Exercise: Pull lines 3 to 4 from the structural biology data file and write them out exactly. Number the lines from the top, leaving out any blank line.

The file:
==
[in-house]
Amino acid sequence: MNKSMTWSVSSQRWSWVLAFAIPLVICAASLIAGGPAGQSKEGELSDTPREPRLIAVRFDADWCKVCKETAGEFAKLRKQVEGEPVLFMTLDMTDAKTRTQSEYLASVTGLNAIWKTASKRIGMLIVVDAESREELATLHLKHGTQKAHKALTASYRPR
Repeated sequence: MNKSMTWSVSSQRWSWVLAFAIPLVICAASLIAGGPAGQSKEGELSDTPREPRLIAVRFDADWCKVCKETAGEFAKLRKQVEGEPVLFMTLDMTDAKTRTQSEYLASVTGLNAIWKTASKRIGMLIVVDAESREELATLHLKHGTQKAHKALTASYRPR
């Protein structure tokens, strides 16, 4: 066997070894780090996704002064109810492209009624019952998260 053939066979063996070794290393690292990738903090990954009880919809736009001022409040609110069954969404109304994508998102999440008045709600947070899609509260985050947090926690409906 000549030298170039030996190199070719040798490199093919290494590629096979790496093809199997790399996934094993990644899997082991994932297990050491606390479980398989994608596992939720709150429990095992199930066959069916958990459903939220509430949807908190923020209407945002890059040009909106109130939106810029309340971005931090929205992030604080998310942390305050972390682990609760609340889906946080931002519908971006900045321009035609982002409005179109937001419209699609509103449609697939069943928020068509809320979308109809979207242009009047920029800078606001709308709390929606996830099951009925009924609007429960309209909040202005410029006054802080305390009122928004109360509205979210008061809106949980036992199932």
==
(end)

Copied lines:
Repeated sequence: MNKSMTWSVSSQRWSWVLAFAIPLVICAASLIAGGPAGQSKEGELSDTPREPRLIAVRFDADWCKVCKETAGEFAKLRKQVEGEPVLFMTLDMTDAKTRTQSEYLASVTGLNAIWKTASKRIGMLIVVDAESREELATLHLKHGTQKAHKALTASYRPR
């Protein structure tokens, strides 16, 4: 066997070894780090996704002064109810492209009624019952998260 053939066979063996070794290393690292990738903090990954009880919809736009001022409040609110069954969404109304994508998102999440008045709600947070899609509260985050947090926690409906 000549030298170039030996190199070719040798490199093919290494590629096979790496093809199997790399996934094993990644899997082991994932297990050491606390479980398989994608596992939720709150429990095992199930066959069916958990459903939220509430949807908190923020209407945002890059040009909106109130939106810029309340971005931090929205992030604080998310942390305050972390682990609760609340889906946080931002519908971006900045321009035609982002409005179109937001419209699609509103449609697939069943928020068509809320979308109809979207242009009047920029800078606001709308709390929606996830099951009925009924609007429960309209909040202005410029006054802080305390009122928004109360509205979210008061809106949980036992199932």